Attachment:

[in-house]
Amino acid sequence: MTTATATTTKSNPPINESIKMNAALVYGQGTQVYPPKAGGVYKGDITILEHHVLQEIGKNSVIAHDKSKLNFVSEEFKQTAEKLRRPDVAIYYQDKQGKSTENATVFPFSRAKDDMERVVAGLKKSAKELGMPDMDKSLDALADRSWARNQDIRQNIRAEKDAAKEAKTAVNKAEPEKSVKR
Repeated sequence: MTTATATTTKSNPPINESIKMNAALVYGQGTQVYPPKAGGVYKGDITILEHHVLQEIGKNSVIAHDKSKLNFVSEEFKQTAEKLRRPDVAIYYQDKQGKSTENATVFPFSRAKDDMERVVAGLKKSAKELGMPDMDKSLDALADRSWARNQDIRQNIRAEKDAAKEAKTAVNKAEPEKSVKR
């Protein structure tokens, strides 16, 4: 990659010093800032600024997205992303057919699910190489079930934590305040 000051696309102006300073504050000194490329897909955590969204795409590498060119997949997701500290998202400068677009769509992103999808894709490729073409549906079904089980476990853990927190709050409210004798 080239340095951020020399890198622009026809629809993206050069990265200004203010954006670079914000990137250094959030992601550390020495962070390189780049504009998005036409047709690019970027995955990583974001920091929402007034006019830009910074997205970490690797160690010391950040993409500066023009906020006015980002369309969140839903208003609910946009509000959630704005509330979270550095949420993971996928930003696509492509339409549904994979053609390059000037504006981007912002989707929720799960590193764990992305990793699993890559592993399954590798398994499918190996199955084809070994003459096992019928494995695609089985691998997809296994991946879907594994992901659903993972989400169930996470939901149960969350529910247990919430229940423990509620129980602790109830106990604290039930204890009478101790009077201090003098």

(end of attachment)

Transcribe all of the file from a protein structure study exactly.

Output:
[in-house]
Amino acid sequence: MTTATATTTKSNPPINESIKMNAALVYGQGTQVYPPKAGGVYKGDITILEHHVLQEIGKNSVIAHDKSKLNFVSEEFKQTAEKLRRPDVAIYYQDKQGKSTENATVFPFSRAKDDMERVVAGLKKSAKELGMPDMDKSLDALADRSWARNQDIRQNIRAEKDAAKEAKTAVNKAEPEKSVKR
Repeated sequence: MTTATATTTKSNPPINESIKMNAALVYGQGTQVYPPKAGGVYKGDITILEHHVLQEIGKNSVIAHDKSKLNFVSEEFKQTAEKLRRPDVAIYYQDKQGKSTENATVFPFSRAKDDMERVVAGLKKSAKELGMPDMDKSLDALADRSWARNQDIRQNIRAEKDAAKEAKTAVNKAEPEKSVKR
């Protein structure tokens, strides 16, 4: 990659010093800032600024997205992303057919699910190489079930934590305040 000051696309102006300073504050000194490329897909955590969204795409590498060119997949997701500290998202400068677009769509992103999808894709490729073409549906079904089980476990853990927190709050409210004798 080239340095951020020399890198622009026809629809993206050069990265200004203010954006670079914000990137250094959030992601550390020495962070390189780049504009998005036409047709690019970027995955990583974001920091929402007034006019830009910074997205970490690797160690010391950040993409500066023009906020006015980002369309969140839903208003609910946009509000959630704005509330979270550095949420993971996928930003696509492509339409549904994979053609390059000037504006981007912002989707929720799960590193764990992305990793699993890559592993399954590798398994499918190996199955084809070994003459096992019928494995695609089985691998997809296994991946879907594994992901659903993972989400169930996470939901149960969350529910247990919430229940423990509620129980602790109830106990604290039930204890009478101790009077201090003098």